Brazil aims to tighten penalties for crypto-related financial crimes – Brazilian lawmakers are working to provide stricter regulations for cryptocurrency-related crimes, approving a set of new penalties for laundering money with crypto.
Brazil’s Special Committee of the Chamber of Deputies has approved a bill that significantly tightens penalties for financial crimes that employ cryptocurrencies like Bitcoin (BTC), according to an official announcement on Sept. 29.
The latest regulatory amendments are part of bill 2303/15, increasing the size of the fines from one-third of the amount of laundered money to two-thirds. The bill also proposes to raise minimum prison terms from three to four years, and increase maximum prison time from 10 years to 16 years and eight months, in addition to a fine.
According to the announcement, the bill is subject to further discussions by the Chamber’s Plenary.
Federal deputy Aureo Ribeiro stressed that the new bill will help the state to protect Brazilians from crypto scam schemes, noting that more than 300,000 people were affected by “financial pyramid schemes with cryptocurrency” in Rio de Janeiro.
“With the lack of regulation, people have nowhere to turn. The market will advance and adjust in Brazil. There will no longer be profiteers using technology to deceive millions of Brazilians,” Ribeiro stated.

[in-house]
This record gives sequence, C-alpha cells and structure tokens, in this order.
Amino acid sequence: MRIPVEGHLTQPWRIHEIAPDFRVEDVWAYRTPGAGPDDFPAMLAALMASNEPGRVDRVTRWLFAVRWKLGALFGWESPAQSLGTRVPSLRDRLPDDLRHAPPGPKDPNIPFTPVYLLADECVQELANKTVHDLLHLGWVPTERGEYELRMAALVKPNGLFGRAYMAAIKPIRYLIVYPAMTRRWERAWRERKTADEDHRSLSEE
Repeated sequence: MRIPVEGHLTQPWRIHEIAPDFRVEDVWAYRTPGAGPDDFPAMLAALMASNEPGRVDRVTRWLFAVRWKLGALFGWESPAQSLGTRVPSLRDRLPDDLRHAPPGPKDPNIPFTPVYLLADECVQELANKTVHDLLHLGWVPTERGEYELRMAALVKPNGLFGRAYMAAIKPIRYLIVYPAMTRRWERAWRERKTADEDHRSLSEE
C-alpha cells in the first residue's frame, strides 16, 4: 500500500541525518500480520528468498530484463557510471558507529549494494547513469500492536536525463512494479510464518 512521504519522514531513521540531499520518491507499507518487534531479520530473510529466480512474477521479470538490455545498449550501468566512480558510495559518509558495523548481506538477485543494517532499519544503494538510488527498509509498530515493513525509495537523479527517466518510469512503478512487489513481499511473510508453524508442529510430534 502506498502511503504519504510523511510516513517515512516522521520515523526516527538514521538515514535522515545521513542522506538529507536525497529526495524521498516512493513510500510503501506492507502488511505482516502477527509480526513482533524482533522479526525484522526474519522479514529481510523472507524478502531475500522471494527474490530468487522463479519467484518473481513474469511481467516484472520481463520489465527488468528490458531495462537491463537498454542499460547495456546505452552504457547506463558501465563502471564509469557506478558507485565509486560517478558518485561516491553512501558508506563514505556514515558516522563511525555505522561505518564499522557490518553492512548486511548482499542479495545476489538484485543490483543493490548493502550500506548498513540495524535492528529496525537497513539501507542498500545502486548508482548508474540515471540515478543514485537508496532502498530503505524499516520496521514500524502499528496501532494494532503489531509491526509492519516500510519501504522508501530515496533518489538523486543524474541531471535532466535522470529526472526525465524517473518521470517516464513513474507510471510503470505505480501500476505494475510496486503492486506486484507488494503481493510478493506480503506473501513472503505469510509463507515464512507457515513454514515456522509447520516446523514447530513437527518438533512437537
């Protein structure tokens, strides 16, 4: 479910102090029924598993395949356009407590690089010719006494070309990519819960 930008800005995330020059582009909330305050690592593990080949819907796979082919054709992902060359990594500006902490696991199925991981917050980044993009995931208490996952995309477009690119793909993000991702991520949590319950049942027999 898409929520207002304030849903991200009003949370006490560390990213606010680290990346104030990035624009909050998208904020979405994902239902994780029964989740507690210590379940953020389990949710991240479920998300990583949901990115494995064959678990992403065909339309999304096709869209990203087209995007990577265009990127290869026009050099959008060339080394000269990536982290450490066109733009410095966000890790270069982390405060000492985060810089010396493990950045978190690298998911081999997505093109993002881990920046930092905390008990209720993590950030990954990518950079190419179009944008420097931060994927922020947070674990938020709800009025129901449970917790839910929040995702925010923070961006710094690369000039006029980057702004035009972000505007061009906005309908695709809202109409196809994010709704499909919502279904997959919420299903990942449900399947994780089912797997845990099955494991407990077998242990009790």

Ribeiro was optimistic about other aspects of the bill, which regulates broader cryptocurrency operations like trading, custody, fiat exchanges and payments. According to a report by Cointelegraph Brazil, Ribeiro said that Bitcoin will become accepted as payment in Brazil once the bill is passed into law.
Brazil has seen some signs of growing cryptocurrency development and adoption recently. In August, the head of Brazil’s central bank, Roberto Campos Neto, called on the state to embrace the crypto market by reshaping local regulations. In June, the Brazil Stock Exchange launched trading of another Bitcoin exchange-traded fund, following previous listings of several other crypto ETFs earlier this year.